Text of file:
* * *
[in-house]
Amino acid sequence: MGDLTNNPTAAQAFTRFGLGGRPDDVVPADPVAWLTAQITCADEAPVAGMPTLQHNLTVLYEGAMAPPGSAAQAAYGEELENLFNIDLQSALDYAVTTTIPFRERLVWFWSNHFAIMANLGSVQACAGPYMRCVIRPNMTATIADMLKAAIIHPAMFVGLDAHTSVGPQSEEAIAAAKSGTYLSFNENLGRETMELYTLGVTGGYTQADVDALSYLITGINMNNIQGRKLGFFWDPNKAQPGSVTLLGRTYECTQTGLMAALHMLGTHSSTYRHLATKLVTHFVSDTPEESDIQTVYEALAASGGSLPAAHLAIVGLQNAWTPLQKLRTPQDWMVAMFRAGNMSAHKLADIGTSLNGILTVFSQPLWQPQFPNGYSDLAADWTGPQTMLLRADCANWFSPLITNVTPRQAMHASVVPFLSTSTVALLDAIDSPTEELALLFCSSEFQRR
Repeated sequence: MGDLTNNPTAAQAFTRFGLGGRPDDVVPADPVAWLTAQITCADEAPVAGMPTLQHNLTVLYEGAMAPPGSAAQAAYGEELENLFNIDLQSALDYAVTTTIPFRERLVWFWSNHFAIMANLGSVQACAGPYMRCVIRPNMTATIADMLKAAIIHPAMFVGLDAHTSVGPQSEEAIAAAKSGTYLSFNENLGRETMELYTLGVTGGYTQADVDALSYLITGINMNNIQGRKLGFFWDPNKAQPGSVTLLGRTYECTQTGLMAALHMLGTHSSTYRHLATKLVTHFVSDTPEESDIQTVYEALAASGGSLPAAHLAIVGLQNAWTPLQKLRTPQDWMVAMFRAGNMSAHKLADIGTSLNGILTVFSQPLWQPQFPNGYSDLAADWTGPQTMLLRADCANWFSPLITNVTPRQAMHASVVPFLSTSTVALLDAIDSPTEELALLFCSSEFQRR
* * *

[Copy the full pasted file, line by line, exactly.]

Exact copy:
[in-house]
Amino acid sequence: MGDLTNNPTAAQAFTRFGLGGRPDDVVPADPVAWLTAQITCADEAPVAGMPTLQHNLTVLYEGAMAPPGSAAQAAYGEELENLFNIDLQSALDYAVTTTIPFRERLVWFWSNHFAIMANLGSVQACAGPYMRCVIRPNMTATIADMLKAAIIHPAMFVGLDAHTSVGPQSEEAIAAAKSGTYLSFNENLGRETMELYTLGVTGGYTQADVDALSYLITGINMNNIQGRKLGFFWDPNKAQPGSVTLLGRTYECTQTGLMAALHMLGTHSSTYRHLATKLVTHFVSDTPEESDIQTVYEALAASGGSLPAAHLAIVGLQNAWTPLQKLRTPQDWMVAMFRAGNMSAHKLADIGTSLNGILTVFSQPLWQPQFPNGYSDLAADWTGPQTMLLRADCANWFSPLITNVTPRQAMHASVVPFLSTSTVALLDAIDSPTEELALLFCSSEFQRR
Repeated sequence: MGDLTNNPTAAQAFTRFGLGGRPDDVVPADPVAWLTAQITCADEAPVAGMPTLQHNLTVLYEGAMAPPGSAAQAAYGEELENLFNIDLQSALDYAVTTTIPFRERLVWFWSNHFAIMANLGSVQACAGPYMRCVIRPNMTATIADMLKAAIIHPAMFVGLDAHTSVGPQSEEAIAAAKSGTYLSFNENLGRETMELYTLGVTGGYTQADVDALSYLITGINMNNIQGRKLGFFWDPNKAQPGSVTLLGRTYECTQTGLMAALHMLGTHSSTYRHLATKLVTHFVSDTPEESDIQTVYEALAASGGSLPAAHLAIVGLQNAWTPLQKLRTPQDWMVAMFRAGNMSAHKLADIGTSLNGILTVFSQPLWQPQFPNGYSDLAADWTGPQTMLLRADCANWFSPLITNVTPRQAMHASVVPFLSTSTVALLDAIDSPTEELALLFCSSEFQRR